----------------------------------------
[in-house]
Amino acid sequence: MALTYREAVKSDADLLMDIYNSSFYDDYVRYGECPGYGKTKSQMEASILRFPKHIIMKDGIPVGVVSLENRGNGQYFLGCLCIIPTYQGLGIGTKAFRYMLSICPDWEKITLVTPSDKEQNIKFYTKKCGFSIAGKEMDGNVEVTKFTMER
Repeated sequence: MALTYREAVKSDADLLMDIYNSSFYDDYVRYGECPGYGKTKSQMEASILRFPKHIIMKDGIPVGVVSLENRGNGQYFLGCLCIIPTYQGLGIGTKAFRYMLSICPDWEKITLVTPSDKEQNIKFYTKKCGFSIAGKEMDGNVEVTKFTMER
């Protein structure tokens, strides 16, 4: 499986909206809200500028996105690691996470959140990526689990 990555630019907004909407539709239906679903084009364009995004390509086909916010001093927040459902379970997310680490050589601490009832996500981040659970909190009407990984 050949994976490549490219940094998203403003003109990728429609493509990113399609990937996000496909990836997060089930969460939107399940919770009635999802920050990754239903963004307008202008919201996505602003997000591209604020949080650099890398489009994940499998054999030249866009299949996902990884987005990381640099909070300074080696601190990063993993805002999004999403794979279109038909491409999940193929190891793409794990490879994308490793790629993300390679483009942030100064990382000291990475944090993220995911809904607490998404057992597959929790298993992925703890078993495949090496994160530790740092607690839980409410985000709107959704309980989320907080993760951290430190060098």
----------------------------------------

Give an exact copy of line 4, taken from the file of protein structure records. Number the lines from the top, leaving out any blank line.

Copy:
């Protein structure tokens, strides 16, 4: 499986909206809200500028996105690691996470959140990526689990 990555630019907004909407539709239906679903084009364009995004390509086909916010001093927040459902379970997310680490050589601490009832996500981040659970909190009407990984 050949994976490549490219940094998203403003003109990728429609493509990113399609990937996000496909990836997060089930969460939107399940919770009635999802920050990754239903963004307008202008919201996505602003997000591209604020949080650099890398489009994940499998054999030249866009299949996902990884987005990381640099909070300074080696601190990063993993805002999004999403794979279109038909491409999940193929190891793409794990490879994308490793790629993300390679483009942030100064990382000291990475944090993220995911809904607490998404057992597959929790298993992925703890078993495949090496994160530790740092607690839980409410985000709107959704309980989320907080993760951290430190060098």